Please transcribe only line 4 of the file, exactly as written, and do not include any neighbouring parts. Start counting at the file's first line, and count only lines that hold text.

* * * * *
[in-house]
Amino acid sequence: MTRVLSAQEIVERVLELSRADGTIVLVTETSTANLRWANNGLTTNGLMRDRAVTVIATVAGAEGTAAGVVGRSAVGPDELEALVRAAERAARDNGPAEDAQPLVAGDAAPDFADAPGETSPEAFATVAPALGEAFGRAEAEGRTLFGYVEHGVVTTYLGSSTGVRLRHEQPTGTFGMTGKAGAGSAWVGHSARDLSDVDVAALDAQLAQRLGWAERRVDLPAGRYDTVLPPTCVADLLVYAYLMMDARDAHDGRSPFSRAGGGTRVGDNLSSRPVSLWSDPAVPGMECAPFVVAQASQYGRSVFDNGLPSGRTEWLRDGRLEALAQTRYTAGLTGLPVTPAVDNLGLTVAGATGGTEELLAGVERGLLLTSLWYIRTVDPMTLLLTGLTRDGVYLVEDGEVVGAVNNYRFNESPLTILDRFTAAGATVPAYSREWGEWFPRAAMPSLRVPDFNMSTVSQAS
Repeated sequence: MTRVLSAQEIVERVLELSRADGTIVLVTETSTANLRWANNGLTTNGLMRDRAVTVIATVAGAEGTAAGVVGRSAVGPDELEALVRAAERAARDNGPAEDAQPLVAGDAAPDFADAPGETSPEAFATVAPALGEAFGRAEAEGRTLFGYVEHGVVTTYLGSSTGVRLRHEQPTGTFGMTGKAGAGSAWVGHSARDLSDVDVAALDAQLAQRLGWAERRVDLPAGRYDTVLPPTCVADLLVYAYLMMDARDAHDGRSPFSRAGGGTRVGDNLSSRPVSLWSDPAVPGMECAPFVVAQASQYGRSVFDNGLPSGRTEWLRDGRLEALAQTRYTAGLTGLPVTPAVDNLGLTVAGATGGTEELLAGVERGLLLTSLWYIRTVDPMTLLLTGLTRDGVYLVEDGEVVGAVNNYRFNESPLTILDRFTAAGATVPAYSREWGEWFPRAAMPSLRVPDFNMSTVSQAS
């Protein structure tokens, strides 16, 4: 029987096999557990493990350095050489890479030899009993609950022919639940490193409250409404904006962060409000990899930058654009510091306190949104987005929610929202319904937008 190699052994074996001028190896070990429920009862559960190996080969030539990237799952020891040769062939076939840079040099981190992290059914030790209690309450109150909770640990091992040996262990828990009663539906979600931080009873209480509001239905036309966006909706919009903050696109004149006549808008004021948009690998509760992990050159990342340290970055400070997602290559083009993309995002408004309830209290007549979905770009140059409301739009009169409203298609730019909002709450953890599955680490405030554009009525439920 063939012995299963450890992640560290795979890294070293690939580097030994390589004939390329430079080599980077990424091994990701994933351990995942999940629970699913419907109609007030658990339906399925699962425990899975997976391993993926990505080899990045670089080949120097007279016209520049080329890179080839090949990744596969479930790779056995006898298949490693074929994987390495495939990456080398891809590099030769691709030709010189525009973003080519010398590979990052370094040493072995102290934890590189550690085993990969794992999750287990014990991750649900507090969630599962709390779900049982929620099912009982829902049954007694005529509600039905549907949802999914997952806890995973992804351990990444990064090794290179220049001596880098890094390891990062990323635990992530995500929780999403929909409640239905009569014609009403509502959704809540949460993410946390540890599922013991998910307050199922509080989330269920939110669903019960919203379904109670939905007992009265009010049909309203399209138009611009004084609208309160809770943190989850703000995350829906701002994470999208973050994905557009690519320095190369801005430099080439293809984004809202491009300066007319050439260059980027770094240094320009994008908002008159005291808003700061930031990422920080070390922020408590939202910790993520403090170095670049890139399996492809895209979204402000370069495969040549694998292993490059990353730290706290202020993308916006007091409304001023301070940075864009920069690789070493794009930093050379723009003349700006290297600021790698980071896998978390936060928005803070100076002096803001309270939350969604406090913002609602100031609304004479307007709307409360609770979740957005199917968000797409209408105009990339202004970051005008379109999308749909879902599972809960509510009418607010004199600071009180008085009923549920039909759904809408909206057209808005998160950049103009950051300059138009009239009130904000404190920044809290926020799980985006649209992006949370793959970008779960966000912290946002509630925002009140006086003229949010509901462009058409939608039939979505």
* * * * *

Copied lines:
């Protein structure tokens, strides 16, 4: 029987096999557990493990350095050489890479030899009993609950022919639940490193409250409404904006962060409000990899930058654009510091306190949104987005929610929202319904937008 190699052994074996001028190896070990429920009862559960190996080969030539990237799952020891040769062939076939840079040099981190992290059914030790209690309450109150909770640990091992040996262990828990009663539906979600931080009873209480509001239905036309966006909706919009903050696109004149006549808008004021948009690998509760992990050159990342340290970055400070997602290559083009993309995002408004309830209290007549979905770009140059409301739009009169409203298609730019909002709450953890599955680490405030554009009525439920 063939012995299963450890992640560290795979890294070293690939580097030994390589004939390329430079080599980077990424091994990701994933351990995942999940629970699913419907109609007030658990339906399925699962425990899975997976391993993926990505080899990045670089080949120097007279016209520049080329890179080839090949990744596969479930790779056995006898298949490693074929994987390495495939990456080398891809590099030769691709030709010189525009973003080519010398590979990052370094040493072995102290934890590189550690085993990969794992999750287990014990991750649900507090969630599962709390779900049982929620099912009982829902049954007694005529509600039905549907949802999914997952806890995973992804351990990444990064090794290179220049001596880098890094390891990062990323635990992530995500929780999403929909409640239905009569014609009403509502959704809540949460993410946390540890599922013991998910307050199922509080989330269920939110669903019960919203379904109670939905007992009265009010049909309203399209138009611009004084609208309160809770943190989850703000995350829906701002994470999208973050994905557009690519320095190369801005430099080439293809984004809202491009300066007319050439260059980027770094240094320009994008908002008159005291808003700061930031990422920080070390922020408590939202910790993520403090170095670049890139399996492809895209979204402000370069495969040549694998292993490059990353730290706290202020993308916006007091409304001023301070940075864009920069690789070493794009930093050379723009003349700006290297600021790698980071896998978390936060928005803070100076002096803001309270939350969604406090913002609602100031609304004479307007709307409360609770979740957005199917968000797409209408105009990339202004970051005008379109999308749909879902599972809960509510009418607010004199600071009180008085009923549920039909759904809408909206057209808005998160950049103009950051300059138009009239009130904000404190920044809290926020799980985006649209992006949370793959970008779960966000912290946002509630925002009140006086003229949010509901462009058409939608039939979505």